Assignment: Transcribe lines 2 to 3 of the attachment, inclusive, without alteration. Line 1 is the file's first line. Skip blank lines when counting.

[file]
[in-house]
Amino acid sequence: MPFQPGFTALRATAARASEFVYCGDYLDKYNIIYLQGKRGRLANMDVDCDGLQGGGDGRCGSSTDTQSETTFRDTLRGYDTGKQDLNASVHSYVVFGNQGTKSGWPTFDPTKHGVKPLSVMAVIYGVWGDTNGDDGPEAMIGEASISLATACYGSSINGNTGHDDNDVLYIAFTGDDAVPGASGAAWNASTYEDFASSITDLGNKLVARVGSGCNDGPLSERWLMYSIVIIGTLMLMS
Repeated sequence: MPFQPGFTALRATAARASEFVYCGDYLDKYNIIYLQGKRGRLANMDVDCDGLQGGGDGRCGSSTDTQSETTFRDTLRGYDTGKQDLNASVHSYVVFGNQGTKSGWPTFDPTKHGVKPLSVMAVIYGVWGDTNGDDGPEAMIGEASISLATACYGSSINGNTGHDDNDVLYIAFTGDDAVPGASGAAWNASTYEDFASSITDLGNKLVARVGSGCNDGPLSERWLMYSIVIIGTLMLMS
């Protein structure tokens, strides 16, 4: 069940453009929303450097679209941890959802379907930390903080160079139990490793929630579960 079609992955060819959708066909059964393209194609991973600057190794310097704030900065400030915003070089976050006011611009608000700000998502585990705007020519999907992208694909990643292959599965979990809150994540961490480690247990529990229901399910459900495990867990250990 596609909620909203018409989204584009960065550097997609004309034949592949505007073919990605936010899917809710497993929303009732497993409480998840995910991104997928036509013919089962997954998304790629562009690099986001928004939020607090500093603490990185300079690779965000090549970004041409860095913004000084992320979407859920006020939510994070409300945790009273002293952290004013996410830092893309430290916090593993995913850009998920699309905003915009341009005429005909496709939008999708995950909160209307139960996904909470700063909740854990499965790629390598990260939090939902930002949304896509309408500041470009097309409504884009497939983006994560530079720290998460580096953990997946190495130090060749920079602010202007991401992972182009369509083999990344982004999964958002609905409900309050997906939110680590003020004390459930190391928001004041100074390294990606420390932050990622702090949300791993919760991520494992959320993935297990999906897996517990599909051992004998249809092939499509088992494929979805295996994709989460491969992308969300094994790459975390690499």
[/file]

Amino acid sequence: MPFQPGFTALRATAARASEFVYCGDYLDKYNIIYLQGKRGRLANMDVDCDGLQGGGDGRCGSSTDTQSETTFRDTLRGYDTGKQDLNASVHSYVVFGNQGTKSGWPTFDPTKHGVKPLSVMAVIYGVWGDTNGDDGPEAMIGEASISLATACYGSSINGNTGHDDNDVLYIAFTGDDAVPGASGAAWNASTYEDFASSITDLGNKLVARVGSGCNDGPLSERWLMYSIVIIGTLMLMS
Repeated sequence: MPFQPGFTALRATAARASEFVYCGDYLDKYNIIYLQGKRGRLANMDVDCDGLQGGGDGRCGSSTDTQSETTFRDTLRGYDTGKQDLNASVHSYVVFGNQGTKSGWPTFDPTKHGVKPLSVMAVIYGVWGDTNGDDGPEAMIGEASISLATACYGSSINGNTGHDDNDVLYIAFTGDDAVPGASGAAWNASTYEDFASSITDLGNKLVARVGSGCNDGPLSERWLMYSIVIIGTLMLMS